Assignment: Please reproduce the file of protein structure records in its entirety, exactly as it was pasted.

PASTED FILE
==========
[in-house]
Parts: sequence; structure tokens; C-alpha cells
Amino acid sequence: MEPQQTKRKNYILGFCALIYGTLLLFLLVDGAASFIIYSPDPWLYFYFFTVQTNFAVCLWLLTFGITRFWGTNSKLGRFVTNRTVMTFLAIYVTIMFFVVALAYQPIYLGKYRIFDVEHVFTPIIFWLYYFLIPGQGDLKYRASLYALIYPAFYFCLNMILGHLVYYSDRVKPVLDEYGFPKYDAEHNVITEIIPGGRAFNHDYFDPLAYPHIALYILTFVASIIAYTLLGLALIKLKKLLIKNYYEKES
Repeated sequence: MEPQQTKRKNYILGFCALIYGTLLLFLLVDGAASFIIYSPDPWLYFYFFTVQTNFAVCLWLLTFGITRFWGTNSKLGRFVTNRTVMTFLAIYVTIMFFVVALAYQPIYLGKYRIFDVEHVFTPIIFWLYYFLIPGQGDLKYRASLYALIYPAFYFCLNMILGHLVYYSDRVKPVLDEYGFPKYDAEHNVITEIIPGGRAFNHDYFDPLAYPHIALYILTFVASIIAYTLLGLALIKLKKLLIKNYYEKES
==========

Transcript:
[in-house]
Parts: sequence; structure tokens; C-alpha cells
Amino acid sequence: MEPQQTKRKNYILGFCALIYGTLLLFLLVDGAASFIIYSPDPWLYFYFFTVQTNFAVCLWLLTFGITRFWGTNSKLGRFVTNRTVMTFLAIYVTIMFFVVALAYQPIYLGKYRIFDVEHVFTPIIFWLYYFLIPGQGDLKYRASLYALIYPAFYFCLNMILGHLVYYSDRVKPVLDEYGFPKYDAEHNVITEIIPGGRAFNHDYFDPLAYPHIALYILTFVASIIAYTLLGLALIKLKKLLIKNYYEKES
Repeated sequence: MEPQQTKRKNYILGFCALIYGTLLLFLLVDGAASFIIYSPDPWLYFYFFTVQTNFAVCLWLLTFGITRFWGTNSKLGRFVTNRTVMTFLAIYVTIMFFVVALAYQPIYLGKYRIFDVEHVFTPIIFWLYYFLIPGQGDLKYRASLYALIYPAFYFCLNMILGHLVYYSDRVKPVLDEYGFPKYDAEHNVITEIIPGGRAFNHDYFDPLAYPHIALYILTFVASIIAYTLLGLALIKLKKLLIKNYYEKES